Athens, Skopje Reach Agreement on Constitutional Name of Macedonia

Tuesday, 12 Jun, 2018

He said that the accord would allow a clear distinction between Greece's Macedonia province and the country.

Speaking at a news conference in the Macedonian capital, Skopje, Zaev described the deal as a "historic agreement of the century". "We have a combined name with a geographic qualifier for all uses", Tsipras said as quoted by the Athens-Macedonian News Agency (AMNA) news agency.

Greek Prime Minister Alexis Tsipras [left] and his Macedonian counterpart Zoran Zaev [right] in Sofia in May.

"We don't agree and we won't vote for any deal including the name 'Macedonia, '" Panos Kammenos, Greek Defense Minister and head of the rightist Independent Greeks party, said.

"Macedonia will be called the Republic of Northern Macedonia [Severna Makedonija]", Zoran Zaev, the country's prime minister, announced Tuesday.

"We have been solving a two-and-a-half decade dispute. that has been drowning the country", he said, adding that the deal "will strengthen the Macedonian identity".

A former republic of Yugoslavia, Macedonia broke away in 1991, and its name is recognized by the vast majority of countries around the world, including the U.S.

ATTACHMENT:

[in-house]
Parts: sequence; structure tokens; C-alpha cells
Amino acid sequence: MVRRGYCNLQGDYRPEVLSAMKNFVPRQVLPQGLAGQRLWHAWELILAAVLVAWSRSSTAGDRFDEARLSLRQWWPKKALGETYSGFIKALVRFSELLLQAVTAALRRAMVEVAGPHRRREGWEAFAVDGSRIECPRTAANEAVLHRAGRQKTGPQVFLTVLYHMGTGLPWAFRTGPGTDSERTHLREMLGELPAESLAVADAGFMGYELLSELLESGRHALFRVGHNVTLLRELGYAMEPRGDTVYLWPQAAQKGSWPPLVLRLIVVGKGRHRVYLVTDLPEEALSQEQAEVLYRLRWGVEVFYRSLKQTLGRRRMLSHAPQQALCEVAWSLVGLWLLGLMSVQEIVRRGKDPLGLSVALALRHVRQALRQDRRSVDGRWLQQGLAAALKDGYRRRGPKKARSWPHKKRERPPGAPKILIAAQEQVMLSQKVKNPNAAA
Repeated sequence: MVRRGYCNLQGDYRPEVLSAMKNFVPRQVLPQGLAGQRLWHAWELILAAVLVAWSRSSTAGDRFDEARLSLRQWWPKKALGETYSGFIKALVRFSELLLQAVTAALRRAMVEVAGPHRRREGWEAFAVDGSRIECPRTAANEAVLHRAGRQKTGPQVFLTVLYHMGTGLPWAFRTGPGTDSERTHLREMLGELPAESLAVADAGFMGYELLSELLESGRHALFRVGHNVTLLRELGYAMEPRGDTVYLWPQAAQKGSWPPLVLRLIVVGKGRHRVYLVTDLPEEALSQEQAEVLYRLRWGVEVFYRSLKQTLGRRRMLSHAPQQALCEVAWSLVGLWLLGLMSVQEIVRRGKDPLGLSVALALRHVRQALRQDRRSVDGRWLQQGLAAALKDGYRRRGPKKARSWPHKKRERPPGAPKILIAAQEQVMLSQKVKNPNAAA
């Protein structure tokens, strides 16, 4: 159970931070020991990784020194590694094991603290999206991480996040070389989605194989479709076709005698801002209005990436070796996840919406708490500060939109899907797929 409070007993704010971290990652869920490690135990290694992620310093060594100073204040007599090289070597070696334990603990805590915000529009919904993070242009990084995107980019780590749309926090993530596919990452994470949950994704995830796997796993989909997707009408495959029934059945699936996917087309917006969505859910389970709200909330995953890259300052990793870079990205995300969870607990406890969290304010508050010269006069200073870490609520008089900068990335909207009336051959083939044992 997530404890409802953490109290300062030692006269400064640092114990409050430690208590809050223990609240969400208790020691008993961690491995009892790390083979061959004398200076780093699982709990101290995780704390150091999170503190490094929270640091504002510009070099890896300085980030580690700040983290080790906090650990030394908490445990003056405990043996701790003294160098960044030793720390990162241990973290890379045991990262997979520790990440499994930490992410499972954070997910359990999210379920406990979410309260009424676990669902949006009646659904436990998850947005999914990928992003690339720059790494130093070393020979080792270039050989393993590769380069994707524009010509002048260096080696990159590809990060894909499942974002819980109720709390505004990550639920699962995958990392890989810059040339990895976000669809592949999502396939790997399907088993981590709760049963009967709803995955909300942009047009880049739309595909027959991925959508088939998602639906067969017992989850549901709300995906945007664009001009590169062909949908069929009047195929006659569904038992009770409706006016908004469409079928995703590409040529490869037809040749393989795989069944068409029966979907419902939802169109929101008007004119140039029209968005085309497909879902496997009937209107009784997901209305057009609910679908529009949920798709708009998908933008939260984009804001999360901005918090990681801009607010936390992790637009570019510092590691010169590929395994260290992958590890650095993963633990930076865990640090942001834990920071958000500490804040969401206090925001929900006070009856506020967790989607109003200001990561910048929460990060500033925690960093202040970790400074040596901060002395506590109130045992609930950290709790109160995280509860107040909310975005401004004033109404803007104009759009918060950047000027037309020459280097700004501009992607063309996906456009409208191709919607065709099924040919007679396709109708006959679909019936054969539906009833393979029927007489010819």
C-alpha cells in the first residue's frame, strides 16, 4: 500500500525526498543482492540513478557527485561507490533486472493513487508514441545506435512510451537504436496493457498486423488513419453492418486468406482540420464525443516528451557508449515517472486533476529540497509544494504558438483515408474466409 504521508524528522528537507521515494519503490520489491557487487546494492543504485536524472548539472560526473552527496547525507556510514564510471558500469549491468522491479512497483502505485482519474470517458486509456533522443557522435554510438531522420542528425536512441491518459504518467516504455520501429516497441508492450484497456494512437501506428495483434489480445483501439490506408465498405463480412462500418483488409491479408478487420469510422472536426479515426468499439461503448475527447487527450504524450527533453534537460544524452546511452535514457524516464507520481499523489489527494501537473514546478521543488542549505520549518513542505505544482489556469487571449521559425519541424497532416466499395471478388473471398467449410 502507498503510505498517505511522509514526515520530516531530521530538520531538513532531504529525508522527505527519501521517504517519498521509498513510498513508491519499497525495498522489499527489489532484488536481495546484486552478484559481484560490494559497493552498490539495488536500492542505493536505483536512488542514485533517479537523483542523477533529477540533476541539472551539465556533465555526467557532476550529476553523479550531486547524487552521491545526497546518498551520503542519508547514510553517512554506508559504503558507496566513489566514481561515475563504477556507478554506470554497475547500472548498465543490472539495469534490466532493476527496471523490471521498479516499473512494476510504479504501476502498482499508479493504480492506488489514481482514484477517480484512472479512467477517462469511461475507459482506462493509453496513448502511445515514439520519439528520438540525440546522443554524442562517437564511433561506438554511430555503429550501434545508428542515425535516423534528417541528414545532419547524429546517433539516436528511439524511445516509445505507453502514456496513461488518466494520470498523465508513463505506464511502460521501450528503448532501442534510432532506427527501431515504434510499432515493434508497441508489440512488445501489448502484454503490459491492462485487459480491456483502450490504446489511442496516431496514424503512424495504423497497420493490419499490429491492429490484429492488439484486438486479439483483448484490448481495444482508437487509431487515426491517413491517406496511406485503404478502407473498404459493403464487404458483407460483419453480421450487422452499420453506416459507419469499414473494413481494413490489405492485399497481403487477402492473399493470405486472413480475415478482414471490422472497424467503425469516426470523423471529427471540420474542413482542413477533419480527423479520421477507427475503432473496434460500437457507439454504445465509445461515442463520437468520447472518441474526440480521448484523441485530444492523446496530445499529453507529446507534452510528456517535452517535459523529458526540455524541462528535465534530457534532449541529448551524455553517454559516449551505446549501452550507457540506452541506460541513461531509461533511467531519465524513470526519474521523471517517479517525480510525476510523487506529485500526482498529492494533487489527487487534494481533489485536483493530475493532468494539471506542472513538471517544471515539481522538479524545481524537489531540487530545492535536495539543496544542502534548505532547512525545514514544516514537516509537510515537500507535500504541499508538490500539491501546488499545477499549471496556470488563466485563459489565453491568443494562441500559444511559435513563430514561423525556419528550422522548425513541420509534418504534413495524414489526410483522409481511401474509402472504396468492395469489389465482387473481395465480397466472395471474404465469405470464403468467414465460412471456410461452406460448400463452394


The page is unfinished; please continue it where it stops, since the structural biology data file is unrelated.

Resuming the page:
The long-running dispute has centred on Greece's objection to Macedonia's name, which has prompted it to block its neighbour from joining North Atlantic Treaty Organisation and the European Union until it is changed.

Greece will then back invitations for Macedonia to join North Atlantic Treaty Organisation and start negotiations on joining the European Union.

Greek Prime Minister Alexis Tsipras was briefing President Prokopis Pavlopoulos on Tuesday afternoon.

Because of Greek objections, Macedonia was admitted to the United Nations under a provisional name, the Former Yugoslav Republic of Macedonia.

The proposed name change has been resisted by sections of the Macedonian public.

They also urged the Council to endorse opening EU accession talks with Macedonia, which the European Commission recommended in April.

The current prime ministers' attempts to find a compromise have faced dissent in both countries, leading to large protests by opponents of a deal, threatening to split Greece's governing coalition and provoking a rift between Macedonia's prime minister and president.